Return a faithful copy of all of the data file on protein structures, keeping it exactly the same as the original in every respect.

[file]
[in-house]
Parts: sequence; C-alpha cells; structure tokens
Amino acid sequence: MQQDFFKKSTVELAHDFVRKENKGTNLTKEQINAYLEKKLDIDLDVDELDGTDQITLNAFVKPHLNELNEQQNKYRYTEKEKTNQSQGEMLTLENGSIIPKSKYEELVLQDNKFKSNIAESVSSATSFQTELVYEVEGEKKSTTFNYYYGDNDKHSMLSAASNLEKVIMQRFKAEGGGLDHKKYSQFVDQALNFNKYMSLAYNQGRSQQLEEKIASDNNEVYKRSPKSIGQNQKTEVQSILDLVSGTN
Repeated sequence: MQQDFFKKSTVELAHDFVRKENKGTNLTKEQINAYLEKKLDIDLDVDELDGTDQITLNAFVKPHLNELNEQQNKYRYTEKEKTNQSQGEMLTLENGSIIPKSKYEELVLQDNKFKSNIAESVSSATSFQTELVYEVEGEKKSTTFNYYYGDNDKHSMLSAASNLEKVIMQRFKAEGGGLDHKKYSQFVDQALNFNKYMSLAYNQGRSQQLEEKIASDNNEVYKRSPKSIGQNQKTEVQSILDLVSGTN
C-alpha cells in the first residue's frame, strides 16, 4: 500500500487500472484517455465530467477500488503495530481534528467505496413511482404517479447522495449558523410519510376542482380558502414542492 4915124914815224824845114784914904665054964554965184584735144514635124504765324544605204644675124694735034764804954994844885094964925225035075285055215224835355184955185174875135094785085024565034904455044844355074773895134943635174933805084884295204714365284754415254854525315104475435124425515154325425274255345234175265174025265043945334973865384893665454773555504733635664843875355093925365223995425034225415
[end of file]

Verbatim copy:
[in-house]
Parts: sequence; C-alpha cells; structure tokens
Amino acid sequence: MQQDFFKKSTVELAHDFVRKENKGTNLTKEQINAYLEKKLDIDLDVDELDGTDQITLNAFVKPHLNELNEQQNKYRYTEKEKTNQSQGEMLTLENGSIIPKSKYEELVLQDNKFKSNIAESVSSATSFQTELVYEVEGEKKSTTFNYYYGDNDKHSMLSAASNLEKVIMQRFKAEGGGLDHKKYSQFVDQALNFNKYMSLAYNQGRSQQLEEKIASDNNEVYKRSPKSIGQNQKTEVQSILDLVSGTN
Repeated sequence: MQQDFFKKSTVELAHDFVRKENKGTNLTKEQINAYLEKKLDIDLDVDELDGTDQITLNAFVKPHLNELNEQQNKYRYTEKEKTNQSQGEMLTLENGSIIPKSKYEELVLQDNKFKSNIAESVSSATSFQTELVYEVEGEKKSTTFNYYYGDNDKHSMLSAASNLEKVIMQRFKAEGGGLDHKKYSQFVDQALNFNKYMSLAYNQGRSQQLEEKIASDNNEVYKRSPKSIGQNQKTEVQSILDLVSGTN
C-alpha cells in the first residue's frame, strides 16, 4: 500500500487500472484517455465530467477500488503495530481534528467505496413511482404517479447522495449558523410519510376542482380558502414542492 4915124914815224824845114784914904665054964554965184584735144514635124504765324544605204644675124694735034764804954994844885094964925225035075285055215224835355184955185174875135094785085024565034904455044844355074773895134943635174933805084884295204714365284754415254854525315104475435124425515154325425274255345234175265174025265043945334973865384893665454773555504733635664843875355093925365223995425034225415